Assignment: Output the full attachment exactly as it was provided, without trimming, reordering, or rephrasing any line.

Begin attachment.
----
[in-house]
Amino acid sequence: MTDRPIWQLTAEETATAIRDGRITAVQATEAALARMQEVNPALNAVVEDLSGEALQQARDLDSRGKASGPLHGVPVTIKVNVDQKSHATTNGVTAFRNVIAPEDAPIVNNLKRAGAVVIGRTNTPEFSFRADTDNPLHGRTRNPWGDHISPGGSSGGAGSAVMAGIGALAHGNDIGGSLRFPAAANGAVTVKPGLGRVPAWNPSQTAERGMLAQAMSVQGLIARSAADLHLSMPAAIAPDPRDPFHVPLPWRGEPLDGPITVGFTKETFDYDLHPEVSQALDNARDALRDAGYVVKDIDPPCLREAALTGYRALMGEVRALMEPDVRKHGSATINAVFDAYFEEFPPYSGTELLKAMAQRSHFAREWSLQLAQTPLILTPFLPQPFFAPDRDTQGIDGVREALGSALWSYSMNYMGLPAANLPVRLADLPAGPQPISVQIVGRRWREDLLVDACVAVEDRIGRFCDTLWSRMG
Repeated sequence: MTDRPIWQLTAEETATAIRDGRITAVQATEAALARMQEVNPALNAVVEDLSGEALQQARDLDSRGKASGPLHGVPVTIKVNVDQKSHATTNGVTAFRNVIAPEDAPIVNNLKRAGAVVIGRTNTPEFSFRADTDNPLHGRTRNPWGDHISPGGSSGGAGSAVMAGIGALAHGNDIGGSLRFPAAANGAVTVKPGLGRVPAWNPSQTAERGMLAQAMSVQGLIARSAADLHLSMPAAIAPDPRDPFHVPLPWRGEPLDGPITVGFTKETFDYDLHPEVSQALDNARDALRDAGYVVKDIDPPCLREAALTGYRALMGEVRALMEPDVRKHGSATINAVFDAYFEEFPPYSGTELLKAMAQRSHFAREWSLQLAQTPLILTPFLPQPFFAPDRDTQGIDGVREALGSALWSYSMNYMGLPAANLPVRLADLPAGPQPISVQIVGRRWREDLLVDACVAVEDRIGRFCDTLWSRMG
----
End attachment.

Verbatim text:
[in-house]
Amino acid sequence: MTDRPIWQLTAEETATAIRDGRITAVQATEAALARMQEVNPALNAVVEDLSGEALQQARDLDSRGKASGPLHGVPVTIKVNVDQKSHATTNGVTAFRNVIAPEDAPIVNNLKRAGAVVIGRTNTPEFSFRADTDNPLHGRTRNPWGDHISPGGSSGGAGSAVMAGIGALAHGNDIGGSLRFPAAANGAVTVKPGLGRVPAWNPSQTAERGMLAQAMSVQGLIARSAADLHLSMPAAIAPDPRDPFHVPLPWRGEPLDGPITVGFTKETFDYDLHPEVSQALDNARDALRDAGYVVKDIDPPCLREAALTGYRALMGEVRALMEPDVRKHGSATINAVFDAYFEEFPPYSGTELLKAMAQRSHFAREWSLQLAQTPLILTPFLPQPFFAPDRDTQGIDGVREALGSALWSYSMNYMGLPAANLPVRLADLPAGPQPISVQIVGRRWREDLLVDACVAVEDRIGRFCDTLWSRMG
Repeated sequence: MTDRPIWQLTAEETATAIRDGRITAVQATEAALARMQEVNPALNAVVEDLSGEALQQARDLDSRGKASGPLHGVPVTIKVNVDQKSHATTNGVTAFRNVIAPEDAPIVNNLKRAGAVVIGRTNTPEFSFRADTDNPLHGRTRNPWGDHISPGGSSGGAGSAVMAGIGALAHGNDIGGSLRFPAAANGAVTVKPGLGRVPAWNPSQTAERGMLAQAMSVQGLIARSAADLHLSMPAAIAPDPRDPFHVPLPWRGEPLDGPITVGFTKETFDYDLHPEVSQALDNARDALRDAGYVVKDIDPPCLREAALTGYRALMGEVRALMEPDVRKHGSATINAVFDAYFEEFPPYSGTELLKAMAQRSHFAREWSLQLAQTPLILTPFLPQPFFAPDRDTQGIDGVREALGSALWSYSMNYMGLPAANLPVRLADLPAGPQPISVQIVGRRWREDLLVDACVAVEDRIGRFCDTLWSRMG